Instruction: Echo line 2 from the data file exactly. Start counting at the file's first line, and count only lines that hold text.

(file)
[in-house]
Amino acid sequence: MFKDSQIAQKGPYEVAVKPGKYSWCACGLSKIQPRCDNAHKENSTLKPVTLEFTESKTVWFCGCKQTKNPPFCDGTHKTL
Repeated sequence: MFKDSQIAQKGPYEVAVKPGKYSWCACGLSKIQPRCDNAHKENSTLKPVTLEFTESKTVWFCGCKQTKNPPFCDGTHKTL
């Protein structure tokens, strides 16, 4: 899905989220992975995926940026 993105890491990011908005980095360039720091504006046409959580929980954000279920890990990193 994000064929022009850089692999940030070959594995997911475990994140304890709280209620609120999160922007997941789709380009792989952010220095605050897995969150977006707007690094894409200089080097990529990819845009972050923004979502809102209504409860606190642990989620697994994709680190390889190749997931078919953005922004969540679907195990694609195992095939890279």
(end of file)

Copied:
Amino acid sequence: MFKDSQIAQKGPYEVAVKPGKYSWCACGLSKIQPRCDNAHKENSTLKPVTLEFTESKTVWFCGCKQTKNPPFCDGTHKTL